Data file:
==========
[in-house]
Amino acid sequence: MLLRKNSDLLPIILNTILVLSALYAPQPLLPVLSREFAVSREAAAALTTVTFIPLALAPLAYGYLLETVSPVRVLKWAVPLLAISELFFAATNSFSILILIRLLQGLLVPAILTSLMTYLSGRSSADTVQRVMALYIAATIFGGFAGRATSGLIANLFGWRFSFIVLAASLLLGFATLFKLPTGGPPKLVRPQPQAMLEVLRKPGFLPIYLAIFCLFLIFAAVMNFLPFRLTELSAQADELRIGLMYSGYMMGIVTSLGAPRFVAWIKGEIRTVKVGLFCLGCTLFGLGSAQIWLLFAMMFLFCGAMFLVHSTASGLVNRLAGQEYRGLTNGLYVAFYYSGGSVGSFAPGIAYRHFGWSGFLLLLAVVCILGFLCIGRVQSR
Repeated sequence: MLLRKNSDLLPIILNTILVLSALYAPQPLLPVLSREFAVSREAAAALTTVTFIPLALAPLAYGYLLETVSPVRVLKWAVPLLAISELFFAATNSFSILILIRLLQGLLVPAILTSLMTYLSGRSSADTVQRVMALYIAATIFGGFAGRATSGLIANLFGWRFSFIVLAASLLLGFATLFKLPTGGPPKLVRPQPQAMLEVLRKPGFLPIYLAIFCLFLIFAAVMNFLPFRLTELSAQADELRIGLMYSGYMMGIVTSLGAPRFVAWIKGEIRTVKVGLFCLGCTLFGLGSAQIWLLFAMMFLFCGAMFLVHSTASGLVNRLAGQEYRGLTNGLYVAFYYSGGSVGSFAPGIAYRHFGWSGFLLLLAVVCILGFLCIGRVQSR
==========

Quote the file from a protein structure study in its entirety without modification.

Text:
[in-house]
Amino acid sequence: MLLRKNSDLLPIILNTILVLSALYAPQPLLPVLSREFAVSREAAAALTTVTFIPLALAPLAYGYLLETVSPVRVLKWAVPLLAISELFFAATNSFSILILIRLLQGLLVPAILTSLMTYLSGRSSADTVQRVMALYIAATIFGGFAGRATSGLIANLFGWRFSFIVLAASLLLGFATLFKLPTGGPPKLVRPQPQAMLEVLRKPGFLPIYLAIFCLFLIFAAVMNFLPFRLTELSAQADELRIGLMYSGYMMGIVTSLGAPRFVAWIKGEIRTVKVGLFCLGCTLFGLGSAQIWLLFAMMFLFCGAMFLVHSTASGLVNRLAGQEYRGLTNGLYVAFYYSGGSVGSFAPGIAYRHFGWSGFLLLLAVVCILGFLCIGRVQSR
Repeated sequence: MLLRKNSDLLPIILNTILVLSALYAPQPLLPVLSREFAVSREAAAALTTVTFIPLALAPLAYGYLLETVSPVRVLKWAVPLLAISELFFAATNSFSILILIRLLQGLLVPAILTSLMTYLSGRSSADTVQRVMALYIAATIFGGFAGRATSGLIANLFGWRFSFIVLAASLLLGFATLFKLPTGGPPKLVRPQPQAMLEVLRKPGFLPIYLAIFCLFLIFAAVMNFLPFRLTELSAQADELRIGLMYSGYMMGIVTSLGAPRFVAWIKGEIRTVKVGLFCLGCTLFGLGSAQIWLLFAMMFLFCGAMFLVHSTASGLVNRLAGQEYRGLTNGLYVAFYYSGGSVGSFAPGIAYRHFGWSGFLLLLAVVCILGFLCIGRVQSR